Things to know about leasehold to freehold property conversion in Noida
The Noida Authority has said it may consider making residential properties freehold, a proposal which would have an impact on sellers, buyers and the real estate market.
All plots or flats in Noida are presently sold on leasehold basis. What this means is that the buyer is given the flat or plot on lease for 99 years and is required to pay a certain sum as lease rent to the authority.
But under the freehold system, the buyer will get full ownership of the property.
Under the proposal that the Noida Authority is considering, floor-wise registration, similar to Delhi, may also be allowed in case of plotted developments. At present, one can construct four floors on a plot but cannot executive a registry sale or purchase of each floor.
According to real estate experts, the floor-wise registry will benefit property owners as they will be able to transfer their properties to blood relatives without seeking approval or paying transfer fees to the authority.
“As of now, Noida Authority sells properties on a 99-year-lease. It charges an additional amount for renewal of lease. The major difference between a leasehold and freehold property is that today since the property is leasehold, the owner has to seek the Authority’s permission to sell and transfer the property,” said Sunil Tyagi of Zeus Law.
“While converting a property from leasehold to freehold, the property owner will be expected to pay some charges to the authority and like in Delhi, freehold conveyance deed will have to be registered with the registrar’s office on which they will have to pay certain stamp duty. These rates will have to be decided by the Noida Authority – the rate of conversion charge as well as on what rate the stamp duty will be charged upon conversion,” he explained.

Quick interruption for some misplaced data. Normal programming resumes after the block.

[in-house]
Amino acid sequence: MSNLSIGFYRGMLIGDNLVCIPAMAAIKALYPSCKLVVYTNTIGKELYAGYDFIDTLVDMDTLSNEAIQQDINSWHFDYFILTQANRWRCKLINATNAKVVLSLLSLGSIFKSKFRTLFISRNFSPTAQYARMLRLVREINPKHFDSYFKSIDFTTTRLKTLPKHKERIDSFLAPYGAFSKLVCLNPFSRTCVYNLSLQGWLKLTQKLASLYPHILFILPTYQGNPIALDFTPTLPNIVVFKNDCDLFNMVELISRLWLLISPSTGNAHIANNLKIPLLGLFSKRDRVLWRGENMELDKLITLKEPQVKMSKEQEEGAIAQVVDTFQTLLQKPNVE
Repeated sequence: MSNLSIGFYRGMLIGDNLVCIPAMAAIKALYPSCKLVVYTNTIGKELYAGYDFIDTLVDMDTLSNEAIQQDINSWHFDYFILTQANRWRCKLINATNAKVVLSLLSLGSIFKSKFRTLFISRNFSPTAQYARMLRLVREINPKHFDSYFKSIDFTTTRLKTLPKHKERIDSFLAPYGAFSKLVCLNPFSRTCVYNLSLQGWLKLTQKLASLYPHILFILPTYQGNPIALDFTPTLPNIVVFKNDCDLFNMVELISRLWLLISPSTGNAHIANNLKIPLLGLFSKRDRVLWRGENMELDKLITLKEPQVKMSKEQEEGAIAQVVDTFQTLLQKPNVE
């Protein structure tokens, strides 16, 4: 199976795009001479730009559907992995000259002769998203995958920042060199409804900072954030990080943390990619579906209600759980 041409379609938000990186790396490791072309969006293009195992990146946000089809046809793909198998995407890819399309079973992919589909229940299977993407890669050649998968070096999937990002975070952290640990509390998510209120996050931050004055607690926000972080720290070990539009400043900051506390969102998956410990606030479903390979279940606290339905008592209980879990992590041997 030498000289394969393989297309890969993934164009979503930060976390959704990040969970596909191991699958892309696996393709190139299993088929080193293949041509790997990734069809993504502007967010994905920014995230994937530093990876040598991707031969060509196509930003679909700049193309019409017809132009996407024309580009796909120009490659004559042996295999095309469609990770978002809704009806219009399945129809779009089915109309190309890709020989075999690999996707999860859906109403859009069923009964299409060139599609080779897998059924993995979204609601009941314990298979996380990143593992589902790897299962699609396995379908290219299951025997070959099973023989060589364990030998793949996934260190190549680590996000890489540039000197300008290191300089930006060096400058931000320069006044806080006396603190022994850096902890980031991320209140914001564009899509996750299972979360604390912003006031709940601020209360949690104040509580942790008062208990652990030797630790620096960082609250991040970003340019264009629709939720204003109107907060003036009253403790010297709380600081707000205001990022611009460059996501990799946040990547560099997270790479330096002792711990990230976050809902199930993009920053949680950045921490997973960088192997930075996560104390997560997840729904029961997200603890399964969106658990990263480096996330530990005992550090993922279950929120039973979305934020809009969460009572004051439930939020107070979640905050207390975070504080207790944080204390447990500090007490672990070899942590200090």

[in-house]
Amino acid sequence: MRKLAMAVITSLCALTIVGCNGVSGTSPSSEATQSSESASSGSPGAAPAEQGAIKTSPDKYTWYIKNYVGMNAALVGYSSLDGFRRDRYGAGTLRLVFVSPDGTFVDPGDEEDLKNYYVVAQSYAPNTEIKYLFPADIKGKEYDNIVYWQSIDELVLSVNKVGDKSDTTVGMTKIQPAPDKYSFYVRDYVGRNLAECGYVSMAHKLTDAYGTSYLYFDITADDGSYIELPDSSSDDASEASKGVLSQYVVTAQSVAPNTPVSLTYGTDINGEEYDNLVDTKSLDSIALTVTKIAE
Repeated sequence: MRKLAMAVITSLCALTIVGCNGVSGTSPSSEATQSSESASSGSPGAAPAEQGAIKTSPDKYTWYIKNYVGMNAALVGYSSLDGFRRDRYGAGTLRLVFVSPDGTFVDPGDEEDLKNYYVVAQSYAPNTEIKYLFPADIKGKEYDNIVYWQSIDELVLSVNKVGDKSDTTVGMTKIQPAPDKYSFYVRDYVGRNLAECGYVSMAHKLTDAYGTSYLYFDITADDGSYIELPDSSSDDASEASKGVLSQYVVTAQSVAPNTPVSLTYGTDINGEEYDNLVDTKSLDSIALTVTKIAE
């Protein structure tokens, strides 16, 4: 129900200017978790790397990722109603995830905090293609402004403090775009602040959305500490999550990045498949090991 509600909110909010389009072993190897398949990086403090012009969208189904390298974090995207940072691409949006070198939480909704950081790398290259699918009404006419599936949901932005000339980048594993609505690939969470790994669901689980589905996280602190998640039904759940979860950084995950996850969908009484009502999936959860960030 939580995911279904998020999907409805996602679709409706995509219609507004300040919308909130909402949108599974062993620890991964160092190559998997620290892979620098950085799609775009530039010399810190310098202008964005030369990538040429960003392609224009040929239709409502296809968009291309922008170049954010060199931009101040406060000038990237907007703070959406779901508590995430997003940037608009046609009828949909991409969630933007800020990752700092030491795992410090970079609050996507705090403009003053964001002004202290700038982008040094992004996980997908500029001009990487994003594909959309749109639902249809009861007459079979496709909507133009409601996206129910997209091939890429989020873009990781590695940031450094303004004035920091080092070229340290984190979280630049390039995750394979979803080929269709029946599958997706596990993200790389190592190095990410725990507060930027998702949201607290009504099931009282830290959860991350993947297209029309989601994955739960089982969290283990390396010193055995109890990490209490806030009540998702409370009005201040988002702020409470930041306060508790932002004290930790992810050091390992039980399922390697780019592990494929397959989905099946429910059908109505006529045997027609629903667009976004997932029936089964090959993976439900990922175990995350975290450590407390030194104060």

As for group housing societies, conversion from leasehold to freehold may not be permissible unless the entire plot of land is converted to freehold. This means that a single unit cannot be converted to freehold directly by an individual, the society has to first apply for freehold status of the society plot only then can an individual get his property converted to freehold, he said.
It may also lead to an increase in property valuation, experts said.
Conversion of properties from leasehold to freehold may also fetch more revenue to the government which in turn can be used for development and maintenance.
Currently in Noida, an owner cannot divide floors and sell them but once a property becomes freehold, builders will start selling floors and this may lead problems of higher density and parking issues. There will be tremendous pressure on existing infrastructure, just as in Delhi, said Tyagi.
To ensure that Noida does not face the problems that Delhi does, building department will have to ensure that building activity is not free for all and building byelaws are adhered to. There has to be a strong enforcement mechanism in place, otherwise, the city will face problems of uncontrolled construction activity. Entire Noida will then become a Shahberi, which is not part of a sector but part of the notified area, said town planning experts.
Consultancy firm EY has prepared a proposal for Noida Authority to make residential properties free-hold. The proposal would be presented during the authority’s board meeting to be held in December and then presented to the UP government.